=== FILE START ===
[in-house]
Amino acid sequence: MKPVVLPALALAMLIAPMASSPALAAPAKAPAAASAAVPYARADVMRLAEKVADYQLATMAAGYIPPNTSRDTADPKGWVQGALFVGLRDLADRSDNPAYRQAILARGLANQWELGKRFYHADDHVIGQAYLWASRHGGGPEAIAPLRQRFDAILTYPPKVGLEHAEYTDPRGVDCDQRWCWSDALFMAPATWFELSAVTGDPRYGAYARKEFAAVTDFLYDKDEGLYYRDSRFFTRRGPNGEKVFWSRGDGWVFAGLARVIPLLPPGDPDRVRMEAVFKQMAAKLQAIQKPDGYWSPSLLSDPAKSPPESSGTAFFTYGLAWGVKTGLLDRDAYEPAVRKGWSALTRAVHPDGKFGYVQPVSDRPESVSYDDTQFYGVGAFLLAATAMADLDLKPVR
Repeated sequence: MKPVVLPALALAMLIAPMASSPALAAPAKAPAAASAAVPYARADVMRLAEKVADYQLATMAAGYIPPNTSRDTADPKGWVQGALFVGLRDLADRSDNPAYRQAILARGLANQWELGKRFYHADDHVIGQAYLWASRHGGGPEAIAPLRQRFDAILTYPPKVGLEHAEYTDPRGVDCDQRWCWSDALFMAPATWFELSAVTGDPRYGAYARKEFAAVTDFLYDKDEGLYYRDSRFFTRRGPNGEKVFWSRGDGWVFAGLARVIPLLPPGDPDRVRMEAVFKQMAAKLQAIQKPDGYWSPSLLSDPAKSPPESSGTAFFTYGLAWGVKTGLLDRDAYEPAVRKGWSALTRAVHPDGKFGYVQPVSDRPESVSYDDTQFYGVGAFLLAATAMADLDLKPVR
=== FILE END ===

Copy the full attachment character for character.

[in-house]
Amino acid sequence: MKPVVLPALALAMLIAPMASSPALAAPAKAPAAASAAVPYARADVMRLAEKVADYQLATMAAGYIPPNTSRDTADPKGWVQGALFVGLRDLADRSDNPAYRQAILARGLANQWELGKRFYHADDHVIGQAYLWASRHGGGPEAIAPLRQRFDAILTYPPKVGLEHAEYTDPRGVDCDQRWCWSDALFMAPATWFELSAVTGDPRYGAYARKEFAAVTDFLYDKDEGLYYRDSRFFTRRGPNGEKVFWSRGDGWVFAGLARVIPLLPPGDPDRVRMEAVFKQMAAKLQAIQKPDGYWSPSLLSDPAKSPPESSGTAFFTYGLAWGVKTGLLDRDAYEPAVRKGWSALTRAVHPDGKFGYVQPVSDRPESVSYDDTQFYGVGAFLLAATAMADLDLKPVR
Repeated sequence: MKPVVLPALALAMLIAPMASSPALAAPAKAPAAASAAVPYARADVMRLAEKVADYQLATMAAGYIPPNTSRDTADPKGWVQGALFVGLRDLADRSDNPAYRQAILARGLANQWELGKRFYHADDHVIGQAYLWASRHGGGPEAIAPLRQRFDAILTYPPKVGLEHAEYTDPRGVDCDQRWCWSDALFMAPATWFELSAVTGDPRYGAYARKEFAAVTDFLYDKDEGLYYRDSRFFTRRGPNGEKVFWSRGDGWVFAGLARVIPLLPPGDPDRVRMEAVFKQMAAKLQAIQKPDGYWSPSLLSDPAKSPPESSGTAFFTYGLAWGVKTGLLDRDAYEPAVRKGWSALTRAVHPDGKFGYVQPVSDRPESVSYDDTQFYGVGAFLLAATAMADLDLKPVR